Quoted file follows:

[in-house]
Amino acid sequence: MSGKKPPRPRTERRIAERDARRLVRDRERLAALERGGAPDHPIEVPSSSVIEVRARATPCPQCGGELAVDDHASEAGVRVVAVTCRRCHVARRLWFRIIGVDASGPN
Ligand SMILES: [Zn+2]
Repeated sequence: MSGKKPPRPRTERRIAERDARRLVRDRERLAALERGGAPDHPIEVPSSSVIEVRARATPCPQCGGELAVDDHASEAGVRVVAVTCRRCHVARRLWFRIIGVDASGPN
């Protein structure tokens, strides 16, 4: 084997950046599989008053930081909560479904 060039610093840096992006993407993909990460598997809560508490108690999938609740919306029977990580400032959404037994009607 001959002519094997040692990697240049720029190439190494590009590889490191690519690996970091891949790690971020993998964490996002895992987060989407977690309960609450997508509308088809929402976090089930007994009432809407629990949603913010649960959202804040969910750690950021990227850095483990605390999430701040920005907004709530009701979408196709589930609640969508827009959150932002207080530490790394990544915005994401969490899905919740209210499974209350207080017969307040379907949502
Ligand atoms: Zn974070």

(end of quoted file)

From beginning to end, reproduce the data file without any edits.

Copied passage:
[in-house]
Amino acid sequence: MSGKKPPRPRTERRIAERDARRLVRDRERLAALERGGAPDHPIEVPSSSVIEVRARATPCPQCGGELAVDDHASEAGVRVVAVTCRRCHVARRLWFRIIGVDASGPN
Ligand SMILES: [Zn+2]
Repeated sequence: MSGKKPPRPRTERRIAERDARRLVRDRERLAALERGGAPDHPIEVPSSSVIEVRARATPCPQCGGELAVDDHASEAGVRVVAVTCRRCHVARRLWFRIIGVDASGPN
């Protein structure tokens, strides 16, 4: 084997950046599989008053930081909560479904 060039610093840096992006993407993909990460598997809560508490108690999938609740919306029977990580400032959404037994009607 001959002519094997040692990697240049720029190439190494590009590889490191690519690996970091891949790690971020993998964490996002895992987060989407977690309960609450997508509308088809929402976090089930007994009432809407629990949603913010649960959202804040969910750690950021990227850095483990605390999430701040920005907004709530009701979408196709589930609640969508827009959150932002207080530490790394990544915005994401969490899905919740209210499974209350207080017969307040379907949502
Ligand atoms: Zn974070």